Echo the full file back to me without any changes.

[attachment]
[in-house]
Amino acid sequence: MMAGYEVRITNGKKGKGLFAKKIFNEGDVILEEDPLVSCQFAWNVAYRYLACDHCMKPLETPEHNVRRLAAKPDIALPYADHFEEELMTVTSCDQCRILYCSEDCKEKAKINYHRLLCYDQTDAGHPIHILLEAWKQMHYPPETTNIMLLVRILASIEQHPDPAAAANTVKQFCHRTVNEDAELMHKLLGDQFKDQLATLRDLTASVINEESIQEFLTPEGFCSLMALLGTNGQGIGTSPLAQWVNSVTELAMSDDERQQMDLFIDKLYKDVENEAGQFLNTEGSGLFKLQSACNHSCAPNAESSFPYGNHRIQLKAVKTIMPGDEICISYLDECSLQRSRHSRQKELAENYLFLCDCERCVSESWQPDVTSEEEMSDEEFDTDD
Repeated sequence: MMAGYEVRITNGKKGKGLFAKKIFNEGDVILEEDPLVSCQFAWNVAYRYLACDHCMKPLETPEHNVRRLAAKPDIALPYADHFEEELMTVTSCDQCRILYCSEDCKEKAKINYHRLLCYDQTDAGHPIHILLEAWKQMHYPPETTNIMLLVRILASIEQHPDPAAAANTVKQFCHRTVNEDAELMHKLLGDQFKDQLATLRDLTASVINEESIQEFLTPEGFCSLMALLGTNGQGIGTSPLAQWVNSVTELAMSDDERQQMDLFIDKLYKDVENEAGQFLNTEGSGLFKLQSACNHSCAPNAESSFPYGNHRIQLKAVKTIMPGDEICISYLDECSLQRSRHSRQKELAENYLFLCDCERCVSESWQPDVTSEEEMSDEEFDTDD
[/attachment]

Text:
[in-house]
Amino acid sequence: MMAGYEVRITNGKKGKGLFAKKIFNEGDVILEEDPLVSCQFAWNVAYRYLACDHCMKPLETPEHNVRRLAAKPDIALPYADHFEEELMTVTSCDQCRILYCSEDCKEKAKINYHRLLCYDQTDAGHPIHILLEAWKQMHYPPETTNIMLLVRILASIEQHPDPAAAANTVKQFCHRTVNEDAELMHKLLGDQFKDQLATLRDLTASVINEESIQEFLTPEGFCSLMALLGTNGQGIGTSPLAQWVNSVTELAMSDDERQQMDLFIDKLYKDVENEAGQFLNTEGSGLFKLQSACNHSCAPNAESSFPYGNHRIQLKAVKTIMPGDEICISYLDECSLQRSRHSRQKELAENYLFLCDCERCVSESWQPDVTSEEEMSDEEFDTDD
Repeated sequence: MMAGYEVRITNGKKGKGLFAKKIFNEGDVILEEDPLVSCQFAWNVAYRYLACDHCMKPLETPEHNVRRLAAKPDIALPYADHFEEELMTVTSCDQCRILYCSEDCKEKAKINYHRLLCYDQTDAGHPIHILLEAWKQMHYPPETTNIMLLVRILASIEQHPDPAAAANTVKQFCHRTVNEDAELMHKLLGDQFKDQLATLRDLTASVINEESIQEFLTPEGFCSLMALLGTNGQGIGTSPLAQWVNSVTELAMSDDERQQMDLFIDKLYKDVENEAGQFLNTEGSGLFKLQSACNHSCAPNAESSFPYGNHRIQLKAVKTIMPGDEICISYLDECSLQRSRHSRQKELAENYLFLCDCERCVSESWQPDVTSEEEMSDEEFDTDD